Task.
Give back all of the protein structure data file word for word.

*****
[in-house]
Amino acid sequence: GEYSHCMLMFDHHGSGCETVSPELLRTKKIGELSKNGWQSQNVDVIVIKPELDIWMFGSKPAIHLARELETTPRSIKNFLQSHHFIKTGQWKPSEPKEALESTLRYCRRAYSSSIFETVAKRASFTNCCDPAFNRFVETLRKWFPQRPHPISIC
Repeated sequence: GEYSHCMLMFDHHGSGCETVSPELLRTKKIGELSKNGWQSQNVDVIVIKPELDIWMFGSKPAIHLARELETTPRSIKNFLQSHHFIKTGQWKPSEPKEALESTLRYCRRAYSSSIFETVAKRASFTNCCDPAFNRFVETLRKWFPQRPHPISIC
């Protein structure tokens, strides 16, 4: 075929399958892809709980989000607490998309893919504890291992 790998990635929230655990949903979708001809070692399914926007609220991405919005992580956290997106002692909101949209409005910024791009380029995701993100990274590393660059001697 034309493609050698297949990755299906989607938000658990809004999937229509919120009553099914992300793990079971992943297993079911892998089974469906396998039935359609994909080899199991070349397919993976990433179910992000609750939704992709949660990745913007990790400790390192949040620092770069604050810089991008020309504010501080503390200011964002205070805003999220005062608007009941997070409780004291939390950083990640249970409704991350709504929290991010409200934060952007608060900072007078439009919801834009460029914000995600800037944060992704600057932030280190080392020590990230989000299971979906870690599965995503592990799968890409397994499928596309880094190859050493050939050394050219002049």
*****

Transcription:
[in-house]
Amino acid sequence: GEYSHCMLMFDHHGSGCETVSPELLRTKKIGELSKNGWQSQNVDVIVIKPELDIWMFGSKPAIHLARELETTPRSIKNFLQSHHFIKTGQWKPSEPKEALESTLRYCRRAYSSSIFETVAKRASFTNCCDPAFNRFVETLRKWFPQRPHPISIC
Repeated sequence: GEYSHCMLMFDHHGSGCETVSPELLRTKKIGELSKNGWQSQNVDVIVIKPELDIWMFGSKPAIHLARELETTPRSIKNFLQSHHFIKTGQWKPSEPKEALESTLRYCRRAYSSSIFETVAKRASFTNCCDPAFNRFVETLRKWFPQRPHPISIC
């Protein structure tokens, strides 16, 4: 075929399958892809709980989000607490998309893919504890291992 790998990635929230655990949903979708001809070692399914926007609220991405919005992580956290997106002692909101949209409005910024791009380029995701993100990274590393660059001697 034309493609050698297949990755299906989607938000658990809004999937229509919120009553099914992300793990079971992943297993079911892998089974469906396998039935359609994909080899199991070349397919993976990433179910992000609750939704992709949660990745913007990790400790390192949040620092770069604050810089991008020309504010501080503390200011964002205070805003999220005062608007009941997070409780004291939390950083990640249970409704991350709504929290991010409200934060952007608060900072007078439009919801834009460029914000995600800037944060992704600057932030280190080392020590990230989000299971979906870690599965995503592990799968890409397994499928596309880094190859050493050939050394050219002049």